Currently the news is full of Nessie “expert” Steve Feltham’s declaration that the Loch Ness creatures are a species of catfish (the Wels Catfish). He’s in like company with real expert Adrian Shine, who also claims that Nessie is no cryptoid long-necker, but rather a kind of sturgeon. He bases this on an early report that the beast’s back looked scaley-rough, like a crocodile or alligator, and since a sturgeon’s roughish dorsal portion bears a likeness to the named reptilians, then the report was probably of a large sturgeon. Of course, this puts the blame on the original reporter, who must have made a mistaken identification – a misidentification. And of course it arbitrarily eliminates all the other sightings of long necks, sheep-or-horselike heads, “horns”, long sinuous bodies, legs, “paddles”, feet, and smooth hides, as well as the odd land sighting.
What is particularly galling about the press’s treatment of Feltham is its categorization of the contented recluse as an expert on Nessie. True experts on cryptoids are few and far between. And Feltham’s only “expertise” is that he abandoned a relationship and city life for a cherished move to his year-long hermitage on the Loch’s shore. Feltham himself has had no sightings. He says he’s asked neighbors around the Loch about their experiences and theories. All this is a far cry from being an expert.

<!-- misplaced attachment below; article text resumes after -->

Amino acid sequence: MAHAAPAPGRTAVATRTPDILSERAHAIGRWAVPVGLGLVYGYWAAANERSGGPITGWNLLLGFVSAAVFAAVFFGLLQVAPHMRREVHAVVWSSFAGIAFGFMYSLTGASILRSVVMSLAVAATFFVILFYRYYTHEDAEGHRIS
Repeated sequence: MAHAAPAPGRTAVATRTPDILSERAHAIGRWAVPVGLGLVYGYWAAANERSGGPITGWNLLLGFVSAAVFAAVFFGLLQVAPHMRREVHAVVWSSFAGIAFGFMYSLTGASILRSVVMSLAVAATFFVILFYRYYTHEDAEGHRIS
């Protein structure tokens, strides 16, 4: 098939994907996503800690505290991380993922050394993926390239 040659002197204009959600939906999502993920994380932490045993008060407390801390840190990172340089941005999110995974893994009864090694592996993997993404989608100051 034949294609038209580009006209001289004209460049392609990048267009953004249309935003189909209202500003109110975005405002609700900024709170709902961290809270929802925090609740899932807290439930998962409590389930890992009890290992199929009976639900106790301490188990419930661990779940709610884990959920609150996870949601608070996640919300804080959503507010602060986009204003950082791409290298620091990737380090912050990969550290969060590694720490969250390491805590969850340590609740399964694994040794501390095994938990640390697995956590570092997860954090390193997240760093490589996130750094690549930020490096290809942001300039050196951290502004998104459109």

In short, Steve Feltham, although perhaps jealously admired by some Nessie fans who envy his chosen habitat, is no more an expert than the man/woman “on the street”. He doesn’t have Shine’s background as a naturalist, and his means of income is not science or scholarship, but the hand-crafting of miniature Nessie figures. Hardly the person the world, and particularly, the press, ought to classify as especially fit to pronounce on the existence and nature of the Loch Ness creatures.
Please see “Glasgow Boy’s” more detailed analysis at: